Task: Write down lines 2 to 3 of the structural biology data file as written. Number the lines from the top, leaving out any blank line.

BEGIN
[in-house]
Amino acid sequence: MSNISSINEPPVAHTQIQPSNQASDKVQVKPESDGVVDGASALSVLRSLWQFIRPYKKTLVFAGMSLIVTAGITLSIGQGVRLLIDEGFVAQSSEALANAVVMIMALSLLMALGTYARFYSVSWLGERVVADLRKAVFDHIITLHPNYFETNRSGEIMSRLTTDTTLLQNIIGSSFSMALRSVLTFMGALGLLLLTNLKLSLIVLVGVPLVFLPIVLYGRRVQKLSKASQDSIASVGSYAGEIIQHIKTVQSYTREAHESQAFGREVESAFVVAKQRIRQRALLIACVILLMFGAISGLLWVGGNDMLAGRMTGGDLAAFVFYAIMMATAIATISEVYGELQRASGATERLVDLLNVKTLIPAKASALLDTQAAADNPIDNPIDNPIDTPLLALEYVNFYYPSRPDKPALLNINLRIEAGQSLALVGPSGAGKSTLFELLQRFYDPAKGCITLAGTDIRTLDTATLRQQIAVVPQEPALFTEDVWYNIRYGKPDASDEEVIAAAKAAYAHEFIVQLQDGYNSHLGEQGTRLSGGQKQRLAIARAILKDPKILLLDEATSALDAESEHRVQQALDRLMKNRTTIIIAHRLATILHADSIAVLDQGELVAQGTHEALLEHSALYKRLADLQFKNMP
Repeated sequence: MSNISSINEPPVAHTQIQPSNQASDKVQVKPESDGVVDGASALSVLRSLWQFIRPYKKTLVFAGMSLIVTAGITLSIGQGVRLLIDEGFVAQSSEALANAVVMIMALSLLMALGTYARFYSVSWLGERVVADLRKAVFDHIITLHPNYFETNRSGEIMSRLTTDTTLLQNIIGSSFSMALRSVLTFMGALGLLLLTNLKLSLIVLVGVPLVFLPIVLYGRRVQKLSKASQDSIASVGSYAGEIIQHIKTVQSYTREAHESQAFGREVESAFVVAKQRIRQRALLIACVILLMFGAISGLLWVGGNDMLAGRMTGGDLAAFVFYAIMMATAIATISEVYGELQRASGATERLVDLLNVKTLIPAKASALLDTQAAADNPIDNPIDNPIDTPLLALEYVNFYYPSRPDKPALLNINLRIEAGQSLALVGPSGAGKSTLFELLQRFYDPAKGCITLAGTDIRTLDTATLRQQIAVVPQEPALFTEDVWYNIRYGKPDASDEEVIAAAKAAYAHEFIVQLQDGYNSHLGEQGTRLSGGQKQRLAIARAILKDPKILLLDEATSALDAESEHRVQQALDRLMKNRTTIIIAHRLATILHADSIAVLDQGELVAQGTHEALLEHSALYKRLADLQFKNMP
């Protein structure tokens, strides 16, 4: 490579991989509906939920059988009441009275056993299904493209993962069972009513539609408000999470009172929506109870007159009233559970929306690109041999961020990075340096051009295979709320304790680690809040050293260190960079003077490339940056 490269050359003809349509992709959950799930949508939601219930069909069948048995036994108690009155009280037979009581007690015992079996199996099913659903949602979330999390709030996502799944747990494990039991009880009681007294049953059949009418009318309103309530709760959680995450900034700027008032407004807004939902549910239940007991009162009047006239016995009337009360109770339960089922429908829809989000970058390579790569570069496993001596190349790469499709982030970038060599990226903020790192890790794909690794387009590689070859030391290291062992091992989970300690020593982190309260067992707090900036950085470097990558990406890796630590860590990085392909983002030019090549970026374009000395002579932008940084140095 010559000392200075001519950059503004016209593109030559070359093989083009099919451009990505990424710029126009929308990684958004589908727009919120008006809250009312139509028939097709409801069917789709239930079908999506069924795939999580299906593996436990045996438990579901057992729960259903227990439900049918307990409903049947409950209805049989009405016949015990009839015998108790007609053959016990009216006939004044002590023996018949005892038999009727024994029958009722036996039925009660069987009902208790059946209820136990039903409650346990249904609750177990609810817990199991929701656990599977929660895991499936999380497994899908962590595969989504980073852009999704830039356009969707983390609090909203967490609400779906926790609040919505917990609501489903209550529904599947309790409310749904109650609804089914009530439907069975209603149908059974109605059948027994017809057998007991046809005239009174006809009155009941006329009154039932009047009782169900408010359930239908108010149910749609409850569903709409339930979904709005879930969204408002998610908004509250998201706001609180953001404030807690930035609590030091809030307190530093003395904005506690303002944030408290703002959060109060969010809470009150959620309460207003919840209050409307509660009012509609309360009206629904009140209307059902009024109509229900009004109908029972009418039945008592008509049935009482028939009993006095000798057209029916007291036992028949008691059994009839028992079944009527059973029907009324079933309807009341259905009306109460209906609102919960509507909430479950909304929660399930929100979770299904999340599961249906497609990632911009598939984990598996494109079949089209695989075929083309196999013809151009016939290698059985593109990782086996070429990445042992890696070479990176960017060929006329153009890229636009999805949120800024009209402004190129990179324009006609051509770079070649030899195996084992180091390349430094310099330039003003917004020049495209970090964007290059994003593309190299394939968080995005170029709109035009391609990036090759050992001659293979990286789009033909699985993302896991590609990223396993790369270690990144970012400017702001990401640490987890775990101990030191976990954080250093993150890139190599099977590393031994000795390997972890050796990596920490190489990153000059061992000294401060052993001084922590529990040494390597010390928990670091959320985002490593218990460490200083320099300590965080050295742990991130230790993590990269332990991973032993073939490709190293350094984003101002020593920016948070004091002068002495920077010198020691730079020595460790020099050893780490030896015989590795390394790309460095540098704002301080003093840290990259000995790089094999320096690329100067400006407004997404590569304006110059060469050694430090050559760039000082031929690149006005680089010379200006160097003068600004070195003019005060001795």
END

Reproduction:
Amino acid sequence: MSNISSINEPPVAHTQIQPSNQASDKVQVKPESDGVVDGASALSVLRSLWQFIRPYKKTLVFAGMSLIVTAGITLSIGQGVRLLIDEGFVAQSSEALANAVVMIMALSLLMALGTYARFYSVSWLGERVVADLRKAVFDHIITLHPNYFETNRSGEIMSRLTTDTTLLQNIIGSSFSMALRSVLTFMGALGLLLLTNLKLSLIVLVGVPLVFLPIVLYGRRVQKLSKASQDSIASVGSYAGEIIQHIKTVQSYTREAHESQAFGREVESAFVVAKQRIRQRALLIACVILLMFGAISGLLWVGGNDMLAGRMTGGDLAAFVFYAIMMATAIATISEVYGELQRASGATERLVDLLNVKTLIPAKASALLDTQAAADNPIDNPIDNPIDTPLLALEYVNFYYPSRPDKPALLNINLRIEAGQSLALVGPSGAGKSTLFELLQRFYDPAKGCITLAGTDIRTLDTATLRQQIAVVPQEPALFTEDVWYNIRYGKPDASDEEVIAAAKAAYAHEFIVQLQDGYNSHLGEQGTRLSGGQKQRLAIARAILKDPKILLLDEATSALDAESEHRVQQALDRLMKNRTTIIIAHRLATILHADSIAVLDQGELVAQGTHEALLEHSALYKRLADLQFKNMP
Repeated sequence: MSNISSINEPPVAHTQIQPSNQASDKVQVKPESDGVVDGASALSVLRSLWQFIRPYKKTLVFAGMSLIVTAGITLSIGQGVRLLIDEGFVAQSSEALANAVVMIMALSLLMALGTYARFYSVSWLGERVVADLRKAVFDHIITLHPNYFETNRSGEIMSRLTTDTTLLQNIIGSSFSMALRSVLTFMGALGLLLLTNLKLSLIVLVGVPLVFLPIVLYGRRVQKLSKASQDSIASVGSYAGEIIQHIKTVQSYTREAHESQAFGREVESAFVVAKQRIRQRALLIACVILLMFGAISGLLWVGGNDMLAGRMTGGDLAAFVFYAIMMATAIATISEVYGELQRASGATERLVDLLNVKTLIPAKASALLDTQAAADNPIDNPIDNPIDTPLLALEYVNFYYPSRPDKPALLNINLRIEAGQSLALVGPSGAGKSTLFELLQRFYDPAKGCITLAGTDIRTLDTATLRQQIAVVPQEPALFTEDVWYNIRYGKPDASDEEVIAAAKAAYAHEFIVQLQDGYNSHLGEQGTRLSGGQKQRLAIARAILKDPKILLLDEATSALDAESEHRVQQALDRLMKNRTTIIIAHRLATILHADSIAVLDQGELVAQGTHEALLEHSALYKRLADLQFKNMP